Surviving a layover at Stockholm Arlanda Airport

Stockholm is the biggest city in Scandinavia and people often end up changing planes at Arlanda, the main airport. 

If you’re in the same situation you’re probably wondering what there is to do when you land, and whether it’s worth making a trip into central Stockholm between flights.

How to do a layover at Arlanda Airport in Stockholm
Pic: Stefan Leijon (CC)

Here’s the good news: as one of the Nordic region’s biggest airports, Arlanda is a modern and relatively stress-free place to be.

Now, we’re not claiming that a layover here will be a life-changing experience, but there are definitely worse places to be stuck for a few hours while waiting for your next plane.

It’s also fairly easy to get from Arlanda into the city centre. Here’s all the info you need to make your stopover in Stockholm as enjoyable as possible.

Staying at the airport

If you have anything less than about five hours in Stockholm, our advice would be to stay at the airport.

The airside part of the building (i.e. the bit for passengers who’ve cleared security) has all the usual facilities, including restaurants, bars and shops.

But if you have time – and the right visa – it’s worth getting yourself to the ‘landside’ area of the airport, where there’s a lot more to see and do.

SkyCity is a good place to wait during your Stockholm layover
SkyCity at Stockholm Arlanda

Eating and drinking

If you’re hungry or thirsty during your layover in Stockholm, your first port of call should be SkyCity, located between terminals 4 and 5.

It’s like a big indoor shopping mall, with loads of places to eat, drink and generally kill time.

Options run from cheap fast food joints like Swedish burger chain Max to fancier restaurants such as The Social Bar & Bistro, which is located inside the Clarion Hotel (it isn’t the cheapest hotel but is literally right inside the airport, which we think is super handy, especially if you have an early onward flight).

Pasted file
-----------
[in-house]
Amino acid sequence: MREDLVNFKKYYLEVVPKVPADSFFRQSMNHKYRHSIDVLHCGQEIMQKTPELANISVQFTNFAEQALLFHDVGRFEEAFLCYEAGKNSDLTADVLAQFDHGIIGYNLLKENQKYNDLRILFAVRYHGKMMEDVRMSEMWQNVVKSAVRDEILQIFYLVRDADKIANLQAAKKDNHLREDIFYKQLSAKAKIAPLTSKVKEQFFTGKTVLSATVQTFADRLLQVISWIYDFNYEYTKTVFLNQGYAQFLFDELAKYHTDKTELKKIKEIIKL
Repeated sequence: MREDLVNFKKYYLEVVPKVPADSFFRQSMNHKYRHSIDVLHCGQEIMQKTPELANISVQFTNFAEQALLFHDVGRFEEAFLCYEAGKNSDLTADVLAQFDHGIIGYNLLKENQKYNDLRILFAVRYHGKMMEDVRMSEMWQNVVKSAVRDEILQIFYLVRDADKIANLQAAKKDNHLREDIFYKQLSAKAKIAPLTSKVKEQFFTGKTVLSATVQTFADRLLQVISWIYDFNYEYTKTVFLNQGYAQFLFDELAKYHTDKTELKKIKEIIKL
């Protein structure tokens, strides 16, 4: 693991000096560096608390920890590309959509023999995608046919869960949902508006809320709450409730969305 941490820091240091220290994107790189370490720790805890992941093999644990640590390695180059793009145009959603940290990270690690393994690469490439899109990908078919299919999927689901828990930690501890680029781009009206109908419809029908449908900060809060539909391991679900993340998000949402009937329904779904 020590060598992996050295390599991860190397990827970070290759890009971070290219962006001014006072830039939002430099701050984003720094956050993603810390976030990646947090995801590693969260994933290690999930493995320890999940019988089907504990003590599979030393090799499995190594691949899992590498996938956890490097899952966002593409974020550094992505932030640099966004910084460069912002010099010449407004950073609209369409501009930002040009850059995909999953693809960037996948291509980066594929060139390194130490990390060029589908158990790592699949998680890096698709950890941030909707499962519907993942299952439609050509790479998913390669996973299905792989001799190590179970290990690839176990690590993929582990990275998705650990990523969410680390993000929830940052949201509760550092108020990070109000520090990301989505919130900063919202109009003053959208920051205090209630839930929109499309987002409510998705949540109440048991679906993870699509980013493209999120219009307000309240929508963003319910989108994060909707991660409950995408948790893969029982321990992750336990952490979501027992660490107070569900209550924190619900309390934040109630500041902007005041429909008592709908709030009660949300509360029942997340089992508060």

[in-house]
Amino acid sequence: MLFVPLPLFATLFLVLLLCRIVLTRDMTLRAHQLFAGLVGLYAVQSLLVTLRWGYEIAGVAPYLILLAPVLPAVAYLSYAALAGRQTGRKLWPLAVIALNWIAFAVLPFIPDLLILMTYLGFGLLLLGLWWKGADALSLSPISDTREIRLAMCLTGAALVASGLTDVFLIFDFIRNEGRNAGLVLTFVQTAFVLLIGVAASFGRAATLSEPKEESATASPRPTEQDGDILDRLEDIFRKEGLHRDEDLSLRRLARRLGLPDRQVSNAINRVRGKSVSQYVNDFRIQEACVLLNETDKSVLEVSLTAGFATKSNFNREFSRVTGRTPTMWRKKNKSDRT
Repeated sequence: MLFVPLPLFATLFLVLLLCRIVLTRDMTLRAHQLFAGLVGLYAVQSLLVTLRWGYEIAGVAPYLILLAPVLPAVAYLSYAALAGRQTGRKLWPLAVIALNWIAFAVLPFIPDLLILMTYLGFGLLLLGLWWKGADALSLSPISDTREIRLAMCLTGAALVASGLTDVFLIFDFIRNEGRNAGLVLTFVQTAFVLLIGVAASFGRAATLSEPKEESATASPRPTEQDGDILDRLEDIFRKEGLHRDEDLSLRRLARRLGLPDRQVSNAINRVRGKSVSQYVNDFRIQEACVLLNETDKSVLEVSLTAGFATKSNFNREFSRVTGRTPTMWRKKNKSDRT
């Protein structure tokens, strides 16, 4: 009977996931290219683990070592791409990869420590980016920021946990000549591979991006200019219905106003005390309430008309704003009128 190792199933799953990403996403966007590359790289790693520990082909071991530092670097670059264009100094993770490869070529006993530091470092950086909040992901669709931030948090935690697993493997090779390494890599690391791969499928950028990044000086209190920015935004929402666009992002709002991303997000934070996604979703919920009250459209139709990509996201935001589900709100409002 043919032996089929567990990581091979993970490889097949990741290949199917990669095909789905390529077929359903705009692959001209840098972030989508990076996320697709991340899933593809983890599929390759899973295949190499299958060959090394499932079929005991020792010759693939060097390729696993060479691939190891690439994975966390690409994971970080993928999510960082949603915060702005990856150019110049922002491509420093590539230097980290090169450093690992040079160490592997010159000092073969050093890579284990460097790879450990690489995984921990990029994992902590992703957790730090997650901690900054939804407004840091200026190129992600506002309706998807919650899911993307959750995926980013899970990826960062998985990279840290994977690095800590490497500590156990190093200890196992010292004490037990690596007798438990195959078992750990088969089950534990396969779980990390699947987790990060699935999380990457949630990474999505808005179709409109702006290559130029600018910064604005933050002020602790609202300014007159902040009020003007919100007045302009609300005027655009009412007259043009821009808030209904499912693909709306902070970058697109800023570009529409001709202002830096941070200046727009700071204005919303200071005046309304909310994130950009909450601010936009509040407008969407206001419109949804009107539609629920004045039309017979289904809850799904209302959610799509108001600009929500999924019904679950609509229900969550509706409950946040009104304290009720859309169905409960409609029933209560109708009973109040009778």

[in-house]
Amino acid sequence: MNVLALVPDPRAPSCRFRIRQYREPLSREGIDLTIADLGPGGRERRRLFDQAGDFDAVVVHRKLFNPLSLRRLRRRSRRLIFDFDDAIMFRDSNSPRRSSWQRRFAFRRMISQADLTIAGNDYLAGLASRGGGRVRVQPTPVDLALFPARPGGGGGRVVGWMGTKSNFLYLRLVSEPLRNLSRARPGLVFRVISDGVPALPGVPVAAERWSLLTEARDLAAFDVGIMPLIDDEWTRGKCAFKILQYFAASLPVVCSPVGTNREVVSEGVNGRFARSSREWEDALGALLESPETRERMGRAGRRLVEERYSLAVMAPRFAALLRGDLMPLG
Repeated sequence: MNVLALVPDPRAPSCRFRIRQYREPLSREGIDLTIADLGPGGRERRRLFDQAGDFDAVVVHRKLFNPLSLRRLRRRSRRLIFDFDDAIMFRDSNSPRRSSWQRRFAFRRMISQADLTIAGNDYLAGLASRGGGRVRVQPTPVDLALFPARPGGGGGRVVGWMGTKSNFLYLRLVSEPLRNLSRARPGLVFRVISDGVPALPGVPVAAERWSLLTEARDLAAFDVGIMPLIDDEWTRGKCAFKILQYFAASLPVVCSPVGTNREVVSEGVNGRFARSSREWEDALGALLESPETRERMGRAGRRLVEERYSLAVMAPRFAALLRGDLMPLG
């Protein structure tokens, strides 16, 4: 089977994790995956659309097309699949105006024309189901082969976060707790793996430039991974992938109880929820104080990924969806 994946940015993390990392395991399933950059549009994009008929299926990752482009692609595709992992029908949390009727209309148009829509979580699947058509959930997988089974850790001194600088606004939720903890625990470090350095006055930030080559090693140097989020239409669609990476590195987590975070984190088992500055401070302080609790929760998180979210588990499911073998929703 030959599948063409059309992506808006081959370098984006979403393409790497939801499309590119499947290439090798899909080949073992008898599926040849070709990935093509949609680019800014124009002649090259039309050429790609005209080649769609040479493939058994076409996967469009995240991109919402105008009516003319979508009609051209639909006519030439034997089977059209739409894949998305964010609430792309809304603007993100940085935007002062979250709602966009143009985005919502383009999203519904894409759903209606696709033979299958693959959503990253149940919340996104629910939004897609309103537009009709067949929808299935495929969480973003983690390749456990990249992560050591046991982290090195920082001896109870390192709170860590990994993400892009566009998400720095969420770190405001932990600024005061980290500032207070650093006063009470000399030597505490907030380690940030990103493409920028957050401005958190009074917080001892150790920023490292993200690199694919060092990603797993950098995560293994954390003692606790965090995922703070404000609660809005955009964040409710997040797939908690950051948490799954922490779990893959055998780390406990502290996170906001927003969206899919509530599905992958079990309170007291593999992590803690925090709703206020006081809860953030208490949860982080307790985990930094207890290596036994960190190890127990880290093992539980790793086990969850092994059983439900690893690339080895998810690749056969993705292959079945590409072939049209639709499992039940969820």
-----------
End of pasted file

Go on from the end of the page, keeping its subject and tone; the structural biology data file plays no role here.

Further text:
There are also plenty of food options in the terminals themselves, such as La Giraffe in Terminal 5, which is overseen by the Swedish celebrity chef Pontus Frithiof.

But, if you’d prefer something more typically Swedish, Taste in Terminal 5 serves organic, locally-sourced traditional Swedish dishes.


SkyCity is also the best part of the airport for shopping.

It’s a good (if expensive) place for stocking up on clothes, Swedish souvenirs and travel essentials.

There’s also a pharmacy, a bookshop and a Forex bank where you can change money to or from Swedish kronor (although, as Sweden is virtually cashless these dats, it’s more important to make sure you know the PIN for your credit cards).

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Dumping your bags

This might not be a problem if your bags are checked in all the way to your final destination. But if you’re waiting for a flight with another airline at Arlanda and want to dump your bags, there are handy left luggage facilities at the airport.

Bagport in terminal 5 (landside) runs a left luggage and storage service from 5am–11pm, where they’ll take your luggage to your transport, or the check-in desk, wrap any purchases for travel and store any baggage.

Alternatively, there are left luggage lockers landside in SkyCity and terminals 2, 4 & 5. Rates cost around 80–120 SEK per 24-hour period.

Getting some sleep

Take yourself to the landside section of Arlanda and there are some good options for sleeping. Quirkiest of all is JumboStay, right at the airport.

JumboStay hostel at Arlanda airport, Stockholm
JumboStay hostel, Arlanda

It’s an old Boeing jumbo jet that’s been converted into a hostel, with bright dorms and rooms squeezed into the fuselage. We love how quirky it is and think it’s worth staying a night even if you’re not normally into hostels.

Otherwise, really cheap options at the airport are pretty limited. If you’re travelling alone, our tip is to go for one of ‘compact single’ rooms at the Comfort Hotel Arlanda.

This place also has unusual XXL rooms for groups of up to 8 people travelling together, complete with bunk beds. Cosy!

If you want a more traditional hotel, try Clarion Hotel Arlanda, which has runway views and a roof-top swimming pool, or the Radisson Blu Arlanda.

Neither option is especially cheap, however, and you may find better deals at one of the off-airport hotels like Aidan by Best Western. It’s a five-minute taxi ride away, and there’s a free shuttle bus to and from the airport.

Can I sleep for free at the airport?

Arlanda is open all night (except Terminal 3) and is big enough that you should be able to find yourself a quiet place to curl up for a sleep, especially late at night.

There are benches and reclined seats dotted around the airport and as long as you’re not in the way, it’s unlikely people will bother you.